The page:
KUALA LUMPUR : Pekan MP Datuk Seri Najib Razak said the Goods and Services Tax (GST) must be reinstated as soon as Malaysia recovers from the impact of the Covid-19 pandemic, in order for the country to address income inequalities, attract foreign investment and to strengthen the government’s finances.
During the debate on the 12th Malaysia Plan in Parliament, he said the perception that the consumption tax was the main factor behind the rise in the price of goods is untrue, with the former premier claiming that the price of basic necessities had increased when the tax was replaced by the Sales and Services Tax (SST) during Pakatan Harapan’s time in government.
“The reality is that GST contributes to the government’s finances, and the remainder of the government’s income is returned to the people, especially for the B40 and M40.
“GST is a consumption tax. The more you spend, the more GST you pay. The rich that spend more would pay more GST,” he said.
Moreover, he said the reinstatement of the GST will open up space for the government to cut the corporate tax rate.
He said Malaysia had the second-lowest corporate tax rate in ASEAN in 2008 at 28%, after Singapore’s 17%, although Malaysia has since become the country with the highest rate in the region in 2020.
Najib noted that the current corporate tax rate of 24% is even higher than the 21% rate in the US.
“Among the considerations taken by foreign investors before picking their choice investment destination are the size of the domestic market, the infrastructure of the country, and the corporate tax rate,” he said.
While Malaysia has good infrastructure, he pointed out that it has a small domestic market and a high corporate tax rate.
Due to this, he said that even companies in Malaysia may prefer to invest in neighbouring countries rather than in Malaysia.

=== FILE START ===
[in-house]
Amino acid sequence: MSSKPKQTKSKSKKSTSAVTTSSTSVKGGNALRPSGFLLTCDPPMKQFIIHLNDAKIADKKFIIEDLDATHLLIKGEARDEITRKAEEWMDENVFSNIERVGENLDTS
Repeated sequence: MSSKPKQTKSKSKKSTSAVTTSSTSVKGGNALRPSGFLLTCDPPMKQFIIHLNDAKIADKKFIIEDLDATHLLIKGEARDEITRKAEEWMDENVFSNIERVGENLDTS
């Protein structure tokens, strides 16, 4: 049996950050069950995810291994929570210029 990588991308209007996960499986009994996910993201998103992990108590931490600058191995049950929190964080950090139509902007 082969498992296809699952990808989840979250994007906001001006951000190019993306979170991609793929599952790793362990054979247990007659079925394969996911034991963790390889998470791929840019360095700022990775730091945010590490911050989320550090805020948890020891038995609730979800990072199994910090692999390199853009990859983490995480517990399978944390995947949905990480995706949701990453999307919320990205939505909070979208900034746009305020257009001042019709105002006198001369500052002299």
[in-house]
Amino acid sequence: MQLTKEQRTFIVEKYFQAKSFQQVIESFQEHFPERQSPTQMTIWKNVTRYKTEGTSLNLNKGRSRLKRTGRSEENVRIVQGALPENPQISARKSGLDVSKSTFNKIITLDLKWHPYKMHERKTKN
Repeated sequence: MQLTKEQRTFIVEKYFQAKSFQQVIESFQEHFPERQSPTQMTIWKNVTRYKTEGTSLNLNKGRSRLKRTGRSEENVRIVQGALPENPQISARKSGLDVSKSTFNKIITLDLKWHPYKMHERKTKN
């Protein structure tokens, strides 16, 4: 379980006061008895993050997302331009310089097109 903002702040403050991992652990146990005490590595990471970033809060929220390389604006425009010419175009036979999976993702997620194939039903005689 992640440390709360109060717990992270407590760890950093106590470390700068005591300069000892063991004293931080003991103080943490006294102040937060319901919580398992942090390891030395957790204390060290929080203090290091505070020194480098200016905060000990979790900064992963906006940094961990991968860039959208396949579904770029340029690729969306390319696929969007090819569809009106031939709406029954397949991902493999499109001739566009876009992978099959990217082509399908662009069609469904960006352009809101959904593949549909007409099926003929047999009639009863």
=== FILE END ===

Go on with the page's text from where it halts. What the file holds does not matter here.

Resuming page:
“This is why the GST must be reinstated as soon as possible after the country recovers from Covid-19, in order to narrow the income gap, attract foreign investment and strengthen the government’s finances,” said Najib.
During the time of the Pakatan Harapan government, there were issues relating to unpaid GST refunds, with then finance minister Lim Guan Eng claiming that the Barisan Nasional government had failed to return RM19.4 billion to over 120,000 companies for April 2015 to May 2018.
However, the Public Accounts Committee found that only RM1.5 billion of GST refunds were due as at May 31, 2018.
Meanwhile, RM9.6 billion worth of refunds was in review, whereas RM3.9 billion were related to issues of non-taxable supplies, RM900 million related to exemption issues, and RM3.5 billion still under investigation.
As at Feb 28, 2019, a total of RM4 billion in GST claims had been paid involving 54,603 accounts registered with the Royal Malaysian Customs, which were made after the government received RM8 billion — the first tranche of the RM30 billion special dividend — from Petroliam Nasional Bhd.
The GST, originally enforced on April 1, 2015 at a rate of 6%, was replaced by the sales and service tax on Sept 1, 2018, as abolishing the GST was one of the 10 main election pledges by the Pakatan Harapan coalition during the 14th general election.
By : Ahmad Naqib Idris – THE EDGE MARKETS